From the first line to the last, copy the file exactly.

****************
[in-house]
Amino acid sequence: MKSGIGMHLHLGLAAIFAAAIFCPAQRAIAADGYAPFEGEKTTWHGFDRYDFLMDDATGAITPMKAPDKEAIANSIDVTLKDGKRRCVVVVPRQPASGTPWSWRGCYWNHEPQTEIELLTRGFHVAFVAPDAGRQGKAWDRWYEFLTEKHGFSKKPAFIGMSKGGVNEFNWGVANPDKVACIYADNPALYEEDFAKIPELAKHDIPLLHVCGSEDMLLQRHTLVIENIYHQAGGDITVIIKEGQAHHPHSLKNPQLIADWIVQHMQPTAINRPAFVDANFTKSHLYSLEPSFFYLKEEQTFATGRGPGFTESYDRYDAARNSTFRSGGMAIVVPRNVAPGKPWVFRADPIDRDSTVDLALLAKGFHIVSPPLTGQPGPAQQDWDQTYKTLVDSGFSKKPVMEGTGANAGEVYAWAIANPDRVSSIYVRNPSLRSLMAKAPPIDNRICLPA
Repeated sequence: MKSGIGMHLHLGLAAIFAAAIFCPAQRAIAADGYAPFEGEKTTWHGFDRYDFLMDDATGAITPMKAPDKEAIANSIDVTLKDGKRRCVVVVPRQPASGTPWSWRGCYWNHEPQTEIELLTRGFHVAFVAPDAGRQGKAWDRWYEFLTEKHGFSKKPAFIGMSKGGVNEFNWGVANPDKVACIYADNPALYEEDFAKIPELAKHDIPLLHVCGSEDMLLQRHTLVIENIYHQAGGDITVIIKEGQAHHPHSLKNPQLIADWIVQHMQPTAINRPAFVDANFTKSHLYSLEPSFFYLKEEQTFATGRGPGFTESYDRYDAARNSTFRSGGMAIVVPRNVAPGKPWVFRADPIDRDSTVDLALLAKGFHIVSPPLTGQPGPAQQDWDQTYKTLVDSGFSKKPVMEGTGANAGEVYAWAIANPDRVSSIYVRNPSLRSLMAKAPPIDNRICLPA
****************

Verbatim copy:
[in-house]
Amino acid sequence: MKSGIGMHLHLGLAAIFAAAIFCPAQRAIAADGYAPFEGEKTTWHGFDRYDFLMDDATGAITPMKAPDKEAIANSIDVTLKDGKRRCVVVVPRQPASGTPWSWRGCYWNHEPQTEIELLTRGFHVAFVAPDAGRQGKAWDRWYEFLTEKHGFSKKPAFIGMSKGGVNEFNWGVANPDKVACIYADNPALYEEDFAKIPELAKHDIPLLHVCGSEDMLLQRHTLVIENIYHQAGGDITVIIKEGQAHHPHSLKNPQLIADWIVQHMQPTAINRPAFVDANFTKSHLYSLEPSFFYLKEEQTFATGRGPGFTESYDRYDAARNSTFRSGGMAIVVPRNVAPGKPWVFRADPIDRDSTVDLALLAKGFHIVSPPLTGQPGPAQQDWDQTYKTLVDSGFSKKPVMEGTGANAGEVYAWAIANPDRVSSIYVRNPSLRSLMAKAPPIDNRICLPA
Repeated sequence: MKSGIGMHLHLGLAAIFAAAIFCPAQRAIAADGYAPFEGEKTTWHGFDRYDFLMDDATGAITPMKAPDKEAIANSIDVTLKDGKRRCVVVVPRQPASGTPWSWRGCYWNHEPQTEIELLTRGFHVAFVAPDAGRQGKAWDRWYEFLTEKHGFSKKPAFIGMSKGGVNEFNWGVANPDKVACIYADNPALYEEDFAKIPELAKHDIPLLHVCGSEDMLLQRHTLVIENIYHQAGGDITVIIKEGQAHHPHSLKNPQLIADWIVQHMQPTAINRPAFVDANFTKSHLYSLEPSFFYLKEEQTFATGRGPGFTESYDRYDAARNSTFRSGGMAIVVPRNVAPGKPWVFRADPIDRDSTVDLALLAKGFHIVSPPLTGQPGPAQQDWDQTYKTLVDSGFSKKPVMEGTGANAGEVYAWAIANPDRVSSIYVRNPSLRSLMAKAPPIDNRICLPA